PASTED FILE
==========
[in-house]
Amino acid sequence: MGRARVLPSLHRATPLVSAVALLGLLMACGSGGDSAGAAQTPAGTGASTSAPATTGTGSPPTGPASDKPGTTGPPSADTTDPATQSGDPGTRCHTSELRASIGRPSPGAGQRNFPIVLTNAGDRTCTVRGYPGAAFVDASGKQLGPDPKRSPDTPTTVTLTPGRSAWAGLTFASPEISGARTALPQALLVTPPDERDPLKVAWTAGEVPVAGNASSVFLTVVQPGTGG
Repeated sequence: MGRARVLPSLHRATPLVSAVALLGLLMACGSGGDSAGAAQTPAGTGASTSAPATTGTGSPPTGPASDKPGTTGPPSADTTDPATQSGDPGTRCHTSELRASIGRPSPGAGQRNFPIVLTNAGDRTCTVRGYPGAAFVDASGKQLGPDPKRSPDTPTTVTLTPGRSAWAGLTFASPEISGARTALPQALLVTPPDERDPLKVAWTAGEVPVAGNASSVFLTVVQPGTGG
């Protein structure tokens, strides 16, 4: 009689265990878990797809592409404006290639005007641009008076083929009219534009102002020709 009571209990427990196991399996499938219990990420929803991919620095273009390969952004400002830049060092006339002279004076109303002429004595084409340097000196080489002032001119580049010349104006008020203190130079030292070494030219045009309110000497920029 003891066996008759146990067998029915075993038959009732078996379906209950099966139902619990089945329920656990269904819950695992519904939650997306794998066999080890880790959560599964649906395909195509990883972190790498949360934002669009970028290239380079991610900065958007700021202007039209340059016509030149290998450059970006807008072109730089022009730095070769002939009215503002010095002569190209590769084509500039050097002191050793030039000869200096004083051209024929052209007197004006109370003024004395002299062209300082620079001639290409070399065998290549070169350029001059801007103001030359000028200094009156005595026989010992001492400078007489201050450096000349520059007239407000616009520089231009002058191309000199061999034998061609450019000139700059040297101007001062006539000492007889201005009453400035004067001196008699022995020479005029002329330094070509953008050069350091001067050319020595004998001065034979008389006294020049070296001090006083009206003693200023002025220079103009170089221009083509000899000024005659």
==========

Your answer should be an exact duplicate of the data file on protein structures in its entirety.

[in-house]
Amino acid sequence: MGRARVLPSLHRATPLVSAVALLGLLMACGSGGDSAGAAQTPAGTGASTSAPATTGTGSPPTGPASDKPGTTGPPSADTTDPATQSGDPGTRCHTSELRASIGRPSPGAGQRNFPIVLTNAGDRTCTVRGYPGAAFVDASGKQLGPDPKRSPDTPTTVTLTPGRSAWAGLTFASPEISGARTALPQALLVTPPDERDPLKVAWTAGEVPVAGNASSVFLTVVQPGTGG
Repeated sequence: MGRARVLPSLHRATPLVSAVALLGLLMACGSGGDSAGAAQTPAGTGASTSAPATTGTGSPPTGPASDKPGTTGPPSADTTDPATQSGDPGTRCHTSELRASIGRPSPGAGQRNFPIVLTNAGDRTCTVRGYPGAAFVDASGKQLGPDPKRSPDTPTTVTLTPGRSAWAGLTFASPEISGARTALPQALLVTPPDERDPLKVAWTAGEVPVAGNASSVFLTVVQPGTGG
């Protein structure tokens, strides 16, 4: 009689265990878990797809592409404006290639005007641009008076083929009219534009102002020709 009571209990427990196991399996499938219990990420929803991919620095273009390969952004400002830049060092006339002279004076109303002429004595084409340097000196080489002032001119580049010349104006008020203190130079030292070494030219045009309110000497920029 003891066996008759146990067998029915075993038959009732078996379906209950099966139902619990089945329920656990269904819950695992519904939650997306794998066999080890880790959560599964649906395909195509990883972190790498949360934002669009970028290239380079991610900065958007700021202007039209340059016509030149290998450059970006807008072109730089022009730095070769002939009215503002010095002569190209590769084509500039050097002191050793030039000869200096004083051209024929052209007197004006109370003024004395002299062209300082620079001639290409070399065998290549070169350029001059801007103001030359000028200094009156005595026989010992001492400078007489201050450096000349520059007239407000616009520089231009002058191309000199061999034998061609450019000139700059040297101007001062006539000492007889201005009453400035004067001196008699022995020479005029002329330094070509953008050069350091001067050319020595004998001065034979008389006294020049070296001090006083009206003693200023002025220079103009170089221009083509000899000024005659």